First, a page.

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Budget 2007 Home Page Half Year Economic & Fiscal Update 2007

Economic Scenarios

The following scenarios show how the growth path of the economy might evolve if some of the key judgements in the main forecast are altered (Table 3.1). The scenarios are two of a large number of possible examples, and do not represent upper or lower bounds for the main forecast, with more extreme paths possible. They represent what we assess to be the key risks to the Half Year Update forecast and illustrate the impact of relatively small changes in the assumptions on key variables, especially the fiscal aggregates. Although not the most likely outcome, we consider that there is a realistic prospect that these scenarios could occur.

Figure 3.4 - Real GDP
Figure 3.4 – Real GDP   Sources:  Statistics New Zealand, The Treasury.
Sources: Statistics New Zealand, The Treasury

The first scenario is entitled “Lower terms of trade and weaker residential investment”. In this scenario, there is a larger fall in the terms of trade and weaker domestic demand led by residential investment. This scenario leads to lower real GDP growth initially (Figure 3.4). Non-tradables inflation also falls, but total inflation is higher as a lower exchange rate drives up the price of imports and thus tradables inflation in the short term. Compared to the main forecast, interest rates are not cut as early because of high inflation and the current account deficit does not narrow as much because of the lower terms of trade.

The second scenario, entitled “Higher terms of trade and stronger domestic demand”, incorporates stronger terms of trade owing to higher export prices throughout the forecast period. In this scenario, there is stronger growth in consumption and market investment relative to the main forecast, which raises real growth in GDP in the near term, but also increases inflationary pressures.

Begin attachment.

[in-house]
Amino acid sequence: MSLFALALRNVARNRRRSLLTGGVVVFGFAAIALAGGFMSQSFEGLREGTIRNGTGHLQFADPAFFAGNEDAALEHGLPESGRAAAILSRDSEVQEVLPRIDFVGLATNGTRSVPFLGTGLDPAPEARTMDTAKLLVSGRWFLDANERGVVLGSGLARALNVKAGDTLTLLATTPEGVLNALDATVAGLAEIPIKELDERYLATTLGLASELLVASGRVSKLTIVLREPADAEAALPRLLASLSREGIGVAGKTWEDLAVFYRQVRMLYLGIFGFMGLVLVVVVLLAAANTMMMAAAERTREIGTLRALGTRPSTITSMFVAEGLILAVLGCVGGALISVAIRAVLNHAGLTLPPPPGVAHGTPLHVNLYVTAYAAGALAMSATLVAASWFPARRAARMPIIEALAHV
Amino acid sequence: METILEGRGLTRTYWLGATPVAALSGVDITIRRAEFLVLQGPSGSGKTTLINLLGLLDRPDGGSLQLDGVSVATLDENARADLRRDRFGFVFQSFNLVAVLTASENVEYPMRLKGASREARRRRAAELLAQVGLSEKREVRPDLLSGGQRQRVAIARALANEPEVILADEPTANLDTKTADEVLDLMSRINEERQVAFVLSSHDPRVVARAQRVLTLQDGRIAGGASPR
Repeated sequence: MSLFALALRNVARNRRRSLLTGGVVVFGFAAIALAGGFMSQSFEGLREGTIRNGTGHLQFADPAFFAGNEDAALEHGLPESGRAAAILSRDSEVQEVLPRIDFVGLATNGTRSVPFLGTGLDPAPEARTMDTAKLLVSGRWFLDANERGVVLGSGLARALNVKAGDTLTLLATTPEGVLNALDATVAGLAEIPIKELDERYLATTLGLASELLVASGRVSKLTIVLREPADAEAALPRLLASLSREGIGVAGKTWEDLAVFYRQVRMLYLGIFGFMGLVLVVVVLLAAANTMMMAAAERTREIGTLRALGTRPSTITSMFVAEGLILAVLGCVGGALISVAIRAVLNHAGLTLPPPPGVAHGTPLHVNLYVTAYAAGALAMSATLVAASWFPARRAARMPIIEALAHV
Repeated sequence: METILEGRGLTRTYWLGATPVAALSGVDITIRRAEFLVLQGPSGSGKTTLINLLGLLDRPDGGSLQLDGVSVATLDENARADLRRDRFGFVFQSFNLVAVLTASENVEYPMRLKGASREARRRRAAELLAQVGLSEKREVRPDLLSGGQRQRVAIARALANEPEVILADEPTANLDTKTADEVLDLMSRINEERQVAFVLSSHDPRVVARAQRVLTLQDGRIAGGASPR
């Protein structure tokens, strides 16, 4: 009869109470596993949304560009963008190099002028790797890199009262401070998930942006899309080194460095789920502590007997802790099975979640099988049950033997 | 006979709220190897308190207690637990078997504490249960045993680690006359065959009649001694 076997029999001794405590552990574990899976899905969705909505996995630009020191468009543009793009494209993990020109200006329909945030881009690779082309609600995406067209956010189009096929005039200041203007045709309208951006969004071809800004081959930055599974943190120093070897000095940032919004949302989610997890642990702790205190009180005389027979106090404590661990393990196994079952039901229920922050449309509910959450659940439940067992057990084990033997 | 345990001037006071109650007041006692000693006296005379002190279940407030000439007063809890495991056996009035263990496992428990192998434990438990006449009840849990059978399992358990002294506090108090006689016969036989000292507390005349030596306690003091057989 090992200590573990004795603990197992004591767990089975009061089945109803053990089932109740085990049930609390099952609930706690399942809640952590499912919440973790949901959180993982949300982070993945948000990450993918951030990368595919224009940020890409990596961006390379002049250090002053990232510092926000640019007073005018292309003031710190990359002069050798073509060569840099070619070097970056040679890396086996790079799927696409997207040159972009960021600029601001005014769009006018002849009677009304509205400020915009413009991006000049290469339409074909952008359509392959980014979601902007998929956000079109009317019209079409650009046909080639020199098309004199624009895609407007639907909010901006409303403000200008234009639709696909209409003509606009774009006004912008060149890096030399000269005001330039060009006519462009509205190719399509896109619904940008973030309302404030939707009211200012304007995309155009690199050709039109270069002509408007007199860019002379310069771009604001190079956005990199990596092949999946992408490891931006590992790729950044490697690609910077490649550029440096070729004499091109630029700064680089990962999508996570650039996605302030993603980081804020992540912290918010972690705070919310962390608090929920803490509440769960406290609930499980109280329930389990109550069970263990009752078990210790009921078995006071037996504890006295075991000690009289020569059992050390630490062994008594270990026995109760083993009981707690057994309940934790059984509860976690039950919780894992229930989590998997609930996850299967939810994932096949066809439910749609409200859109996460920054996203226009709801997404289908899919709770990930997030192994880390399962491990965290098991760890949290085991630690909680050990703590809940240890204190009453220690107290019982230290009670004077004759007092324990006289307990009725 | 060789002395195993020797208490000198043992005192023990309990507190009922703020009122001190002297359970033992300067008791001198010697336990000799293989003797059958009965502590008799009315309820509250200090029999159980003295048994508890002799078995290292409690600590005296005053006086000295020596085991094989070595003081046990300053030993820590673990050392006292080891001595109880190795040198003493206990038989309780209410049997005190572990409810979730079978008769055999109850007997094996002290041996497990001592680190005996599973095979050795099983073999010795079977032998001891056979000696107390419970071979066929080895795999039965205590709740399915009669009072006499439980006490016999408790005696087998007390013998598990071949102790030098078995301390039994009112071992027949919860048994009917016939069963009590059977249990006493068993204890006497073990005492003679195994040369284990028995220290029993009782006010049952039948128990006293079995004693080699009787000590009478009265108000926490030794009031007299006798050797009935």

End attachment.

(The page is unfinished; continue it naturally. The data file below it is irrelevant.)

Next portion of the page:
Table 3.1 – Alternative scenarios: summary
  2007
Actual
2008
Estimate
2009
Forecast
2010
Forecast
2011
Forecast
2012
Forecast
Real production GDP (annual average % change, year ending 31 March)            
Half Year Update forecast 1.7 3.0 2.1 2.8 2.7 2.9
Lower terms of trade and weaker residential investment 1.7 3.0 1.1 3.3 3.3 2.9
Higher terms of trade and stronger domestic demand 1.7 3.0 2.8 2.5 2.1 3.0
Nominal expenditure GDP (annual average % change, year ending 31 March)            
Half Year Update forecast 4.7 7.3 5.4 4.1 4.2 4.6
Lower terms of trade and weaker residential investment 4.7 7.3 3.9 3.9 3.8 4.2
Higher terms of trade and stronger domestic demand 4.7 7.4 6.7 4.4 3.8 4.5
OBEGAL ($billion, year ending 30 June)1            
Half Year Update forecast 5.3 6.6 4.3 4.1 4.0 3.9
Lower terms of trade and weaker residential investment 5.3 6.4 3.1 3.0 2.3 2.0
Higher terms of trade and stronger domestic demand 5.3 6.6 5.2 5.0 4.6 4.6

Note: 1 Operating balance before gains and losses.

Sources: Statistics New Zealand, The Treasury

Lower terms of trade and weaker residential investment

The first scenario illustrates a situation in which the terms of trade fall sooner and by more than assumed in the main forecast and – in conjunction with an assumption of a greater impact on housing from recent increases in interest rates – there is weaker residential investment (Table 3.2).

Table 3.2 – Lower terms of trade and weaker residential investment
Annual average % change, year ending 31 March 2007
Actual
2008
Estimate
2009
Forecast
2010
Forecast
2011
Forecast
2012
Forecast
Private consumption 2.4 3.8 1.1 1.6 1.8 1.3
Residential investment -2.1 5.7 -13.5 -7.3 4.4 5.6
Market investment -3.3 5.6 4.5 -0.6 3.5 3.7
Gross national expenditure 0.7 4.7 1.4 1.7 2.6 2.2
Exports of goods and services 3.0 1.6 2.6 3.6 3.7 4.1
Imports of goods and services -1.4 6.1 3.1 -1.0 1.8 2.3
Real GDP (production measure) 1.7 3.0 1.1 3.3 3.3 2.9
Real GDP per capita 0.5 2.0 0.2 2.3 2.3 1.9
Employment growth 1.9 1.9 0.6 0.9 1.0 0.3
Unemployment rate1 3.7 3.8 4.1 4.0 4.3 4.6
90-day bank bill rate2 7.8 8.5 8.5 8.3 8.2 7.5
TWI2 68.8 70.0 61.3 56.1 55.1 54.2
CPI3 2.5 3.1 3.0 3.1 2.6 2.6
Current account balance (% GDP) -8.3 -7.3 -7.0 -8.0 -8.4 -8.6
Nominal GDP (expenditure measure) 4.7 7.3 3.9 3.9 3.8 4.2

Notes:

1 Percentage of labour force, March quarter, seasonally adjusted.

2 Average for March quarter.

3 Annual percentage change, March quarter.

Sources: Statistics New Zealand, Reserve Bank of New Zealand, The Treasury